Thursday, December 27, 2012

A Story of Peace Amidst Chaos: And A Child Shall Lead

     On the 7th of December, 1941, as the oldest living Americans will tell you, the bombs raining down on Pearl Harbor sounded an unmistakable alarm among citizens of the lower 48. Most recognized the meaning of the massacre: imminent entry into "Europe's War". 
          Ask people of a certain age where they were on November 22, 1963, and they don't have to ponder or pause to recall their whereabouts when a sitting president fell.
          Likewise, for my generation, we well remember the crisp winter day in '86, when the crew of space shuttle Challenger "slipped the surly bonds of earth to touch the face of God".
For my family, 42 days into our parenting journey, it was our children's turn, as we sat at the McDonald's Playplace in Hermitage, breaking news of the horrors visited upon NYC, the Pentagon, & Shanksville, PA---albeit watered down for little ears.
          Now, all of us must add another date to our nation's litany of loss. Jason & I had been driving around on that cold, wet morn about 10 days ago, in our daughter's bustling college berg of Kansas City, MO. We'd been looking at Christmas decor, noting beautiful architecture, and awaiting our hotel's appointed check-in time.
          As we arrived at our lodgings, bleary-eyed & exhausted from a 10-hour overnight drive, we learned of the senseless murders of school children & workers in idyllic Newtown, Connecticut. While we'd been crooning along with jolly holiday tunes, getting momentarily (and, truthfully, at the time, hilariously) lost in the K.C. 'hood "killing time", a young man—our daughter's age, ironically--was killing innocents.
          While details of the carnage played across cable TV news, our physical need for sleep, so recently pressing, was displaced by our emotional need to weep & mourn alongside the families of Sandy Hook. Inside, my soul cried out in anguish, as my spiritual well ran momentarily dry, despite my best effort to dig deep. I'll try to explain.
Religious faith does not innoculate one against despair. Likewise, it doesn't always illuminate the darker matters of life, nor does it grant easy answers to the myriad incomprehensible complexities & tragedies of life, either. Now, to my mind, this is not a failure on my Deity's part, though many may view it that way. I see it as a flaw in us, in humankind---from the diabolical acts of the deranged shooter, to my inability to perceive how any good could emerge, or even exist for that matter, in the wake of such violent slaughter. (Most writers would pause, now, to make a point about “seeing through a glass darkly”; in fact, my husband, a professional writer, did just that when he spoke about it on facebook, to nice effect. Well, then, I'm no copycat. I'm also, for better or worse, not “most writers”.)
Many of the people in history I admire most---my heroes & heroines, if you will---were able, across time, to find PEACE, even when they were facing unimaginable chaos, suffering, & strife. Jesus, Helen Keller, C.S. Lewis, Gandhi, Eleanor Roosevelt, Rev. Dr. King, Rosa Parks, Ruby Bridges, Jim Elliott, Steven Biko---all "fought" the sorrow, trials, or violence visited upon them with sacrifice, and with appeals for PEACE, in the face of pain or punishment.
Because of these influences (and certainly not because of anything innately good or noble in me), as the moments passed, & we settled somewhat into our suite, the children's choral hymn "Let There Be Peace On Earth" came to my mind, as the perfect counterpoint to the stark madness before our eyes onscreen. My first thought, moments before, when initially surveying the footage from Sandy Hook on the TV in our hotel lobby, had been pessimistic & grim: "How will these families ever celebrate Christmas again?"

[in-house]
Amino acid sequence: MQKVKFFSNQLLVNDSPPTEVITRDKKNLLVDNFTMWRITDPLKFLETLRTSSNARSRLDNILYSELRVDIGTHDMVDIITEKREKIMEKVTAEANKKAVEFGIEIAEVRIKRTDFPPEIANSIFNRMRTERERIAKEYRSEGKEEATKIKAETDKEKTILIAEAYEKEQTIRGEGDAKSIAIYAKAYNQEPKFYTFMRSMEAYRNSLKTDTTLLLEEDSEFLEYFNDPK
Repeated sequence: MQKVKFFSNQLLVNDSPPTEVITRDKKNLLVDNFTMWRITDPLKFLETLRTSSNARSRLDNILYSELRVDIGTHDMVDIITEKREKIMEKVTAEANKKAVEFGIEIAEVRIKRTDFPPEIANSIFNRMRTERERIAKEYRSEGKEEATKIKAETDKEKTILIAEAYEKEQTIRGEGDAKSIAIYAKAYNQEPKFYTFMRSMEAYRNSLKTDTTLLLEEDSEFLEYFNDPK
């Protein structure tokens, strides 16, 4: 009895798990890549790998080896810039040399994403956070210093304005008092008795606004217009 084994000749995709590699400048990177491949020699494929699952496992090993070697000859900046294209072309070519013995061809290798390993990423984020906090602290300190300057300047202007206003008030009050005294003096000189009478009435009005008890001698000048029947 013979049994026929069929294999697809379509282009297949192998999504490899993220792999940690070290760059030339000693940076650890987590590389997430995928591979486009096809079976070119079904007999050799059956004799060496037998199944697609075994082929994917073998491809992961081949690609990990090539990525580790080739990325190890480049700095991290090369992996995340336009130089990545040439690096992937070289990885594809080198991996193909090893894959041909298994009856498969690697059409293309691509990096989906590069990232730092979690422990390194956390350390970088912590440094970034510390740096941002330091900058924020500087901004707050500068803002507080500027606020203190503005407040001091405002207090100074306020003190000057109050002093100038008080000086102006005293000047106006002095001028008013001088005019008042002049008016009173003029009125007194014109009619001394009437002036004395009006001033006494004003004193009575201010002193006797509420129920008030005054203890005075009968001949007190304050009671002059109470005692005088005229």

Within a short time, though, stories of people both lost & saved began to emerge from the school. Brave adults had pulled children out of the line of fire, thus risking their own lives. A deacon at Newtown’s St. Rose of Lima Church shared that a newly 6-year-old girl, one of the victims, had selflessly donated her birthday money to the church, to assist those dealing with the aftermath of another national heartache---Hurricane Sandy. A teacher in her twenties--a virtual "child”, if you will, to me---valued the even-younger lives of her charges above her own, & died trying to safeguard them. 
Slowly, these stories began to overshadow details---some erroneous, some not---about the perpetrator of these dark deeds. At least, they overshadowed the details for me. Inexplicably, a gentle chorus stirred in my breast, even as my anger & disgust began to dissipate. They were replaced by warmth, & a PEACE that passes all understanding, for me, at least. I could picture these little lost lambs, being welcomed by a heavenly musical throng, & by a once-upon-a-time Child, who came to bring a new kind of PEACE to the world. That former child, like so many of his fellow peacemakers, like those utterly innocent children, was Himself met with violence & murder, in a display of humankind's worst.
          Still, despite the ugliness that represents the worst of humanity, an offer of PEACE was held out to us. While I lack Divinity coupled with my humanity, I can choose the path of PEACE each day---in thought, word, & deed. I recognize that not everyone I know will credit the same Source or Example as I, but we can all bring more kindness, calmness, & simple joy into the lives of others. In doing so, we'll succeed in helping to “save” & “assist” those around us, though perhaps not in the same way as the young ones of Sandy Hook, of whom I spoke. 
          Every year, it seems things are getting more grim & terrible—or so most voices on tv say. I don't doubt that, from a certain perspective, they're right. However, I can't help but believe that a day of PEACE is possible, even though we'll each have our own idea of what that might be.